But risk increases as gatherings get larger, take place outside the home and include more unvaccinated people because they may come from places with high rates of transmission.

For the fully vaccinated, decisions about social interactions come down to how much risk they are willing to take.

The level of caution people need to exercise should be determined by the characteristics of those who are unvaccinated, the CDC says. Unvaccinated people from a single household, or people living under one roof who are at low risk for severe covid-19 disease, for instance, can visit with vaccinated people indoors without wearing masks, such as grandparents visiting their grandchildren. But if the unvaccinated neighbors stop by, the visit should take place outdoors or in a well-ventilated space, and everyone should mask because there is a higher risk of virus spread among them.

If a fully vaccinated person visits with an unvaccinated friend who is 70, and therefore at risk of severe disease, the visit should also take place outdoors, with masks and physical distancing, the guidance says.

Vaccinated people should also continue to follow CDC’s travel recommendations, which include delaying travel while cases are extremely high. That means vaccinated grandparents are advised against flying to see their grandchildren. And vaccinated people must still follow the same requirements before, during and after domestic or international travel, including wearing masks. The CDC requires all international travelers to show proof that they had tested negative for the coronavirus before boarding flights to the United States.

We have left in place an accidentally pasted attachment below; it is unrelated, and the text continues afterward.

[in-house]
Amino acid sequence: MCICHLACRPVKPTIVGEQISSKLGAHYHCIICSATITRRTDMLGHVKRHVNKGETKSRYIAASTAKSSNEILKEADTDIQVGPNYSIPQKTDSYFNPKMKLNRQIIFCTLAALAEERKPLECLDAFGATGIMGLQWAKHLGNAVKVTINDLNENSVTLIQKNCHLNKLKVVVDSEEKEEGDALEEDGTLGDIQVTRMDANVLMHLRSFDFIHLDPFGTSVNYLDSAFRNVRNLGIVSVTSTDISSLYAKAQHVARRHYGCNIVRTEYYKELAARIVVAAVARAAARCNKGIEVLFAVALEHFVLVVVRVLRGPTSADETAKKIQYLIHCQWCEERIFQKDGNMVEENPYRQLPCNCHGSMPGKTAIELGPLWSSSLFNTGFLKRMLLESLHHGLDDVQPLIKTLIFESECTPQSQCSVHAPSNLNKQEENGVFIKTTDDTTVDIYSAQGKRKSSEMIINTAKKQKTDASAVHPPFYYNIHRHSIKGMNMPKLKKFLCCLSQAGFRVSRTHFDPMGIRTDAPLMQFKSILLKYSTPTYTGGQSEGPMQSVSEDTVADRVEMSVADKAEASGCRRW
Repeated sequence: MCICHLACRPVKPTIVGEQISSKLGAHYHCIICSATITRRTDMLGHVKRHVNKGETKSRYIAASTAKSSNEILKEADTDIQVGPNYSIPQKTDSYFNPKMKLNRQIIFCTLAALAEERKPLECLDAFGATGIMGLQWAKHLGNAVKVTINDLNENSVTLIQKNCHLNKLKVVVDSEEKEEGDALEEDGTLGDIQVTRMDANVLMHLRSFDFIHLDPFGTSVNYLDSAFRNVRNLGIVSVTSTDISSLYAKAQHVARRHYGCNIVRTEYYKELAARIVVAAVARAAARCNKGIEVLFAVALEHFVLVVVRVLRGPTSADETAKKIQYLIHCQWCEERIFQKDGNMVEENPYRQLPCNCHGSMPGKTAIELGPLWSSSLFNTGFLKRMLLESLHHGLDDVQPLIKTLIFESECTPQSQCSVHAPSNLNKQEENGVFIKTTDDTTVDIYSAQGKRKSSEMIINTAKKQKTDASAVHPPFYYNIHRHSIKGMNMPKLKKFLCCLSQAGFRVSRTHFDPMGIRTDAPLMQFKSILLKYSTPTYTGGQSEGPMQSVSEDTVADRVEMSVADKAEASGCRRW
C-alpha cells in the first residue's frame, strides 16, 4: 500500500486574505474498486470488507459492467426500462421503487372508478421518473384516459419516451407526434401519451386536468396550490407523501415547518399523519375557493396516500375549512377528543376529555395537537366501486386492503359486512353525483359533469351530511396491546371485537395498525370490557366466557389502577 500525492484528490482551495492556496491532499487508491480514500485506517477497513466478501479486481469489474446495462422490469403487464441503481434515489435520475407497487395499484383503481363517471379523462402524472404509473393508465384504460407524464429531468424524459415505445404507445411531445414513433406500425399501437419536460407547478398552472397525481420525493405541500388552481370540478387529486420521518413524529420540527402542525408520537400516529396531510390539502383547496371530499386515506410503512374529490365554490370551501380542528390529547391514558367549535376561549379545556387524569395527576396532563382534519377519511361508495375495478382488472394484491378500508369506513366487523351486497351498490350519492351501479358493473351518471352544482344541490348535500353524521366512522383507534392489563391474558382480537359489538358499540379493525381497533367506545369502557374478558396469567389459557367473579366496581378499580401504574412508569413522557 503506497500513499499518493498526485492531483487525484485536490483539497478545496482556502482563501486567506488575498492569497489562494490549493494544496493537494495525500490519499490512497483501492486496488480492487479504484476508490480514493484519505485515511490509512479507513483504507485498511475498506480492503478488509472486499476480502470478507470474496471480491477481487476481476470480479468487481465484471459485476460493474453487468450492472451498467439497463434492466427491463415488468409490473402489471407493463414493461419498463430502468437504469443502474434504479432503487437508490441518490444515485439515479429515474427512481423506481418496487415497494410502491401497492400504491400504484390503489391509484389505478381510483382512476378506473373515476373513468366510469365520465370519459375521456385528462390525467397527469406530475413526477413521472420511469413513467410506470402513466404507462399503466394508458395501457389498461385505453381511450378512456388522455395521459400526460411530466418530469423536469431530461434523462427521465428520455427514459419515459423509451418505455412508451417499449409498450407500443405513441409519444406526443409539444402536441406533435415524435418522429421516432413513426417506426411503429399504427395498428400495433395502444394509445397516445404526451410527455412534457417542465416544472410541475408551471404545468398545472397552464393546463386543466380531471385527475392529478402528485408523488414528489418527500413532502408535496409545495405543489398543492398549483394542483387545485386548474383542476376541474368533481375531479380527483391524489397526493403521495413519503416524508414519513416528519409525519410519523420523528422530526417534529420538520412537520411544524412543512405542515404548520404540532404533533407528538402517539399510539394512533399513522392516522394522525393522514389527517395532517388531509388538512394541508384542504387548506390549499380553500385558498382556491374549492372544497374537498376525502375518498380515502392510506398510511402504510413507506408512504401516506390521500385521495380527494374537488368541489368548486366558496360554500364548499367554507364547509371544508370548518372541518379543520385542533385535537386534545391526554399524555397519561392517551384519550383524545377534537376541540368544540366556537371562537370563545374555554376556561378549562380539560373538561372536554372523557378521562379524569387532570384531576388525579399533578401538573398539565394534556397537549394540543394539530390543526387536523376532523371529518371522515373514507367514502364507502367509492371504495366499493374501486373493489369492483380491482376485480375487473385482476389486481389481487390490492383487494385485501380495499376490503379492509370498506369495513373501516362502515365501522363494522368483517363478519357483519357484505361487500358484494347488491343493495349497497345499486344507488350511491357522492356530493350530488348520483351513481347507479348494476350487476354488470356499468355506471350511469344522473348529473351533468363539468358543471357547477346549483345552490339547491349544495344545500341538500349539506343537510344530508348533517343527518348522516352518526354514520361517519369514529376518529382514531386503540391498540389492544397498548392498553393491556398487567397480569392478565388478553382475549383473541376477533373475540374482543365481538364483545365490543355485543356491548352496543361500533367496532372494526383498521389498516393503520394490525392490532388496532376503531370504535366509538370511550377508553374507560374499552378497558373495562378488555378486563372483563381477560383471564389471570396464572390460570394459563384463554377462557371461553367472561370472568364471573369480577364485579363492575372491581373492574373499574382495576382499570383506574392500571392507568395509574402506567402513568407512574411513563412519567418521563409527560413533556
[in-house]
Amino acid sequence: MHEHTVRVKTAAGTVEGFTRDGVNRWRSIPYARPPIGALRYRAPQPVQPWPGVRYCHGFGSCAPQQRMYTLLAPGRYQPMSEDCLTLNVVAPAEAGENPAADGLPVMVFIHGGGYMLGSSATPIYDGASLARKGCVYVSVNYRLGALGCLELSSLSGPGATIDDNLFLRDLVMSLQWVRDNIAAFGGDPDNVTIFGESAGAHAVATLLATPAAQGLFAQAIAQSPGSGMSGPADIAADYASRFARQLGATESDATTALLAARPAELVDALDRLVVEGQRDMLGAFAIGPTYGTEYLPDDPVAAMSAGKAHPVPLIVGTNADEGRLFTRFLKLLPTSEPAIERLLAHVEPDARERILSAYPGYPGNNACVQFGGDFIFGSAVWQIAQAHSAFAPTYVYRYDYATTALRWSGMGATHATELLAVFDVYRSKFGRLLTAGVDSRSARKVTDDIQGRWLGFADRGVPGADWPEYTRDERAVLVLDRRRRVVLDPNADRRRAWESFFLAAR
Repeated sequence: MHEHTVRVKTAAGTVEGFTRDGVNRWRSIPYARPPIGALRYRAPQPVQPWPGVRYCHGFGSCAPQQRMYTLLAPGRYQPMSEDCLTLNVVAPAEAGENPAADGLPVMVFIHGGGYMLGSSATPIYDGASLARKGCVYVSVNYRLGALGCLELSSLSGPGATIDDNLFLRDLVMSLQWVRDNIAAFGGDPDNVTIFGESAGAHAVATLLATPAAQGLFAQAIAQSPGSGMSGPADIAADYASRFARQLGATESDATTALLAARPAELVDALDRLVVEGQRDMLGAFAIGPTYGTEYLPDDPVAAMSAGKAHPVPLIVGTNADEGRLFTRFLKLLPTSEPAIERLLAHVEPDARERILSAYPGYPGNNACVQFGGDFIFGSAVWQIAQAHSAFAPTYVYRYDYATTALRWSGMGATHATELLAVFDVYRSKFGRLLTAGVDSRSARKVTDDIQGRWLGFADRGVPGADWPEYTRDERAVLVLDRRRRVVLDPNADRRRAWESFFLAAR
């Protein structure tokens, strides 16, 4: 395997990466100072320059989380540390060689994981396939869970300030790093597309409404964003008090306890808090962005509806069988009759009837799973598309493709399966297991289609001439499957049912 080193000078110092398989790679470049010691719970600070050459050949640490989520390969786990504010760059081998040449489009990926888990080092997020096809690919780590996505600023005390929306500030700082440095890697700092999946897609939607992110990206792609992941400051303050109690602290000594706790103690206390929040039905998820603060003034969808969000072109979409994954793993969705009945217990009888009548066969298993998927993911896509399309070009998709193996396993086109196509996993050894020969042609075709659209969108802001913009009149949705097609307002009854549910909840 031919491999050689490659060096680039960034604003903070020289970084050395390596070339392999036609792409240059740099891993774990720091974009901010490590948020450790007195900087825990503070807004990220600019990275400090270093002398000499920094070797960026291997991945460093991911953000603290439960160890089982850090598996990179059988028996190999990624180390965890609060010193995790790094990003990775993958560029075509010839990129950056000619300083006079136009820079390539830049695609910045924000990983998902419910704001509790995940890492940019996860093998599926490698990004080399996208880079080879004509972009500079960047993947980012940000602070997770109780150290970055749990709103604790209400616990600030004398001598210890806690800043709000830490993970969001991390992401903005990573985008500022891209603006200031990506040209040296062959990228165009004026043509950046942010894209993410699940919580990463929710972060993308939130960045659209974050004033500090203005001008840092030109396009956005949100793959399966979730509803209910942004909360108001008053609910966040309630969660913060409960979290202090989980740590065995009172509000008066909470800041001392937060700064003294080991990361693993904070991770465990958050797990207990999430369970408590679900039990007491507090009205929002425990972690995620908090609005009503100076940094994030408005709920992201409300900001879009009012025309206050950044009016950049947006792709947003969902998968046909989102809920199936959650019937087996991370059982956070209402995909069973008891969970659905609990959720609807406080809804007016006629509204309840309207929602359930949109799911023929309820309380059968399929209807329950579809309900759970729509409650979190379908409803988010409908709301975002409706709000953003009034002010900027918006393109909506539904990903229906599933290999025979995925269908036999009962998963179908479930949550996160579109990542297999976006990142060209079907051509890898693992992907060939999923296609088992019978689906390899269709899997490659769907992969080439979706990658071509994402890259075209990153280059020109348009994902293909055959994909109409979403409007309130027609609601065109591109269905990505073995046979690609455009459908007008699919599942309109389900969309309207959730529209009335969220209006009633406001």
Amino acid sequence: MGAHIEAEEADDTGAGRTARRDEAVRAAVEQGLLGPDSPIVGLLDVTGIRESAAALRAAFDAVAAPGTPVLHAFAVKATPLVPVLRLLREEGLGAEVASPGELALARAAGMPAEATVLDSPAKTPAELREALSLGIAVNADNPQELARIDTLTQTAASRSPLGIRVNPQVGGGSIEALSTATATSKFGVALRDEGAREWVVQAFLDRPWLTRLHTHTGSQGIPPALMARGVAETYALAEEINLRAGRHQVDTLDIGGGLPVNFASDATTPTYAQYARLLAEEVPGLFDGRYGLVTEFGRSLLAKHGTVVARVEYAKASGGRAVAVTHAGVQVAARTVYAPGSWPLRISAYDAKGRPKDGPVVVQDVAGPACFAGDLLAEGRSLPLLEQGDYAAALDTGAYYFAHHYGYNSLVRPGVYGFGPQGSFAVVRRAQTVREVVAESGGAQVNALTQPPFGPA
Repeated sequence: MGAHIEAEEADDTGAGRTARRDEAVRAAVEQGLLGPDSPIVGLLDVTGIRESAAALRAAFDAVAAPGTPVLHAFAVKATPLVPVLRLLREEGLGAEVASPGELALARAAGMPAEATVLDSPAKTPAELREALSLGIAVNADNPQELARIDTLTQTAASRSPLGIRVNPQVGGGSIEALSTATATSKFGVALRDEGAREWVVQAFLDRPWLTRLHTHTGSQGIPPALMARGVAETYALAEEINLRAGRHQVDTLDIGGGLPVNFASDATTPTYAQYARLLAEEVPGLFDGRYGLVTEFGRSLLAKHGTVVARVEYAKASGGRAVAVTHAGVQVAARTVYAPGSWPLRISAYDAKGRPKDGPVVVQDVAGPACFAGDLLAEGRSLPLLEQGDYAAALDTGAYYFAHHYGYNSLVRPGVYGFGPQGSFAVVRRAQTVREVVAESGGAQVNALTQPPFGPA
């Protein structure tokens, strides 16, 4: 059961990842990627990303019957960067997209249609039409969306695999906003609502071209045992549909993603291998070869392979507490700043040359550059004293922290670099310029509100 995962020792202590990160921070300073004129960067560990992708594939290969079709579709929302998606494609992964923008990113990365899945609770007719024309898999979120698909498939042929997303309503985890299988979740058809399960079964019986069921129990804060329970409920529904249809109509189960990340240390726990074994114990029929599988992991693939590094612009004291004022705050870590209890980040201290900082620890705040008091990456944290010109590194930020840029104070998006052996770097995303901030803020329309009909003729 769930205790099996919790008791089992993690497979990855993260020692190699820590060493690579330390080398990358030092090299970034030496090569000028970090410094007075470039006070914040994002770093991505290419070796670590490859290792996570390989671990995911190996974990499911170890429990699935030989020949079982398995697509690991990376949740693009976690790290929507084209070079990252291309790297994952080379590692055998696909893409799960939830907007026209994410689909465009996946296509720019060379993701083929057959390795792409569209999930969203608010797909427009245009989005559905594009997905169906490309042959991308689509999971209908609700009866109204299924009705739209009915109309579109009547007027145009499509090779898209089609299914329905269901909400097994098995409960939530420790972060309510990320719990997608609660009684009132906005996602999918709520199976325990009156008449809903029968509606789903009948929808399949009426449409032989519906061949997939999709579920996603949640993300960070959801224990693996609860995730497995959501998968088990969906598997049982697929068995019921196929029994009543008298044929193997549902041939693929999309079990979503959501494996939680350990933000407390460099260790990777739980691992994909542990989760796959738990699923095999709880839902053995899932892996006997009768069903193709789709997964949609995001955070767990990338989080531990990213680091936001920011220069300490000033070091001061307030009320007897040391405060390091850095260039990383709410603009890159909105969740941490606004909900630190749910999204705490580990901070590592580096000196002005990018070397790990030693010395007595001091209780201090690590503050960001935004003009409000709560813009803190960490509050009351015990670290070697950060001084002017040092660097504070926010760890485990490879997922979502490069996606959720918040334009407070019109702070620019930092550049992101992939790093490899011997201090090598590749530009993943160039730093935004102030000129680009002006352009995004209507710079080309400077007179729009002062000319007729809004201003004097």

Vaccinated people engaging in social activities in public settings should continue to follow all guidance for these settings and public health precautions, including wearing a well-fitted mask, physical distancing and avoiding poorly ventilated spaces. The virus has been shown to spread in settings such as gyms and bars.

The CDC said fully vaccinated people who have been exposed to someone with suspected or confirmed covid-19 do not have to quarantine or be tested if they remain without symptoms. But if the exposure takes place in certain crowded settings that increase the risk of spread, such as prisons and group homes, they must still quarantine for 14 days and get tested.

Advocates for older people embraced guidance that loosens restrictions on social interaction. Many older people, especially those who live alone, they said, have spent the past year in virtual isolation, hunkered down against a virus that mainly kills people over 65.